BP went head to head with investors and campaigners at its annual meeting, claiming that its strategy was aligned with the Paris climate agreement despite having slowed the pace at which it will reduce oil and gas output this decade.
At the event, whose opening minutes were disrupted by protesters, chief executive Bernard Looney argued that BP was supporting the objectives of the Paris accord by investing in lower-carbon forms of energy such as hydrogen and wind, pushing for regulation to support green investment and reducing emissions by the group in its operations.
“We absolutely believe that in totality we are indeed compliant,” Looney said in response to questions from Follow This, an activist shareholder that has a record of proposing shareholder resolutions for fossil fuel producers to set more ambitious emissions reductions targets.
In February, BP scaled back its commitment to cut oil and gas output by 40 per cent by 2030 compared with 2019 levels and is now targeting a 25 per cent reduction. As a result, it is now aiming for a fall of 20 and 30 per cent in “scope 3” emissions by 2030, compared with its previous goal of a 35 to 40 per cent fall.
Scope 3 emissions are those from the use of oil and gas by consumers, in heating, driving and flying, and make up the bulk of an oil and gas company’s greenhouse gas impact.
Despite adjusting its target for scope 3 emissions, often referred to as value-chain emissions, BP did not ballot shareholders on its net zero strategy, as it had done last year. Rathbones, a wealth management group and BP investor, questioned why the company had not offered investors a vote on the new targets.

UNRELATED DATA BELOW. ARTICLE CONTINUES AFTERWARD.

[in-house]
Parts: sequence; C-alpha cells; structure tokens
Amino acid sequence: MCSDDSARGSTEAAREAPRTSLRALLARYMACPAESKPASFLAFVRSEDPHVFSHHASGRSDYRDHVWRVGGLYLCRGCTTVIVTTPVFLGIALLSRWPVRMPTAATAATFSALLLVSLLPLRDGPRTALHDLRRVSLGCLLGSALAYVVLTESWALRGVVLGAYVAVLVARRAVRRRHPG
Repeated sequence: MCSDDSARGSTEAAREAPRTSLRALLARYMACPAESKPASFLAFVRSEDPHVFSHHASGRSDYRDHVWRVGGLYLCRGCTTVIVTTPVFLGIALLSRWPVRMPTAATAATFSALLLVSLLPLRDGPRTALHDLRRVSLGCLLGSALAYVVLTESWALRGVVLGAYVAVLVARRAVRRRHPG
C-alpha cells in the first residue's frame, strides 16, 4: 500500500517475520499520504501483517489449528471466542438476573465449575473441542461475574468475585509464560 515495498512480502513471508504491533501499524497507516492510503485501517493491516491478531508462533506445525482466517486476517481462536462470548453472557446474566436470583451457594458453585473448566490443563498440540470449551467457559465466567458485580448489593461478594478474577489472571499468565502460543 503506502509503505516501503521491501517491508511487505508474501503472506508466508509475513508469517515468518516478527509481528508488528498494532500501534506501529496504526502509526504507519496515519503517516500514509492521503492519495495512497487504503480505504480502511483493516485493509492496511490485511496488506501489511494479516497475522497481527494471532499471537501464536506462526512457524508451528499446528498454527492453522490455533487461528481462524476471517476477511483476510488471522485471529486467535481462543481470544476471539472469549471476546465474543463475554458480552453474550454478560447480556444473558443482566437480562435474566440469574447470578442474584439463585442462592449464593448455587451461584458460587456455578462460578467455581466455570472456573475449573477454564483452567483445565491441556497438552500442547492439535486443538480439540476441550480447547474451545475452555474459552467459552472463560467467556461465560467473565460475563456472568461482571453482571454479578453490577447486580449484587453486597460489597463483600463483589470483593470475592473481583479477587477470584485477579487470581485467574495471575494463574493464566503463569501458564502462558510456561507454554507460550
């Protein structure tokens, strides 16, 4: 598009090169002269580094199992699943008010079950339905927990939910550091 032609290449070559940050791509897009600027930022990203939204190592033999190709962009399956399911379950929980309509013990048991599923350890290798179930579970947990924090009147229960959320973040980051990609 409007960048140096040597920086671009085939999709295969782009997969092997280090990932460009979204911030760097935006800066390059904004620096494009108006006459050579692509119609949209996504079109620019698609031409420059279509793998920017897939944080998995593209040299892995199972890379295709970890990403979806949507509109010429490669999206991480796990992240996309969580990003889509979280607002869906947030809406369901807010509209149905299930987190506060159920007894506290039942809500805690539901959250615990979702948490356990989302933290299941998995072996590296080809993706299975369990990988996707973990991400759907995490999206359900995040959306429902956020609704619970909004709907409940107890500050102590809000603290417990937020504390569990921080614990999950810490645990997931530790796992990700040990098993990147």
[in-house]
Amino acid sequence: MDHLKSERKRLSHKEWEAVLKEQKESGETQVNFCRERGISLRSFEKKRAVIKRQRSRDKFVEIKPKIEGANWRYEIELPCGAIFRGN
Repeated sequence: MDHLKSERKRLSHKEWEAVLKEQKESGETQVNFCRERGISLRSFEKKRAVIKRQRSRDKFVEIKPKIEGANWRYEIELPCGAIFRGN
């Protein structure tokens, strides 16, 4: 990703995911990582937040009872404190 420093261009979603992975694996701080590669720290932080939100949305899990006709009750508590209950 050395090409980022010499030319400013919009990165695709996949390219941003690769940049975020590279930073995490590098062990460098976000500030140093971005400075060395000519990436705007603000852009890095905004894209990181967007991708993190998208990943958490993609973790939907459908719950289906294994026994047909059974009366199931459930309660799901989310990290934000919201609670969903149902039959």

Helge Lund, BP chair, told the meeting that following “extensive engagement” with investors before and after the February decision, BP had identified “little appetite” for a new vote on the strategy. “Our strategy is not changing, our destination is unchanged,” he said.
Follow This said the commitments, while more ambitious than many of BP’s peers, were not enough to meet the goals of the Paris accord, which UN scientists say require a 45 per cent cut in global emissions by 2030.
Provisional voting results from the meeting indicated that 17 per cent of shareholders backed the Follow This resolution for greater strategic alignment with the Paris agreement — up from 15 per cent last year but down from as high as 21 per cent in 2021.
“It is still a signal,” said Mark van Baal, the founder of Follow This, after the meeting. “We thank these investors for their determination to achieve the Paris goal.”
Several UK pension schemes had promised to vote against the re-election of BP chair Helge Lund as a response to the weakened emissions targets, but some 90 per cent backed his reappointment. This was down from 97 per cent in 2022.
Looney said he was “delighted” with the level of support from shareholders. “What we’ve heard clearly from our shareholders is that they want us to get on with the job of delivering the transformation strategy we have laid out.”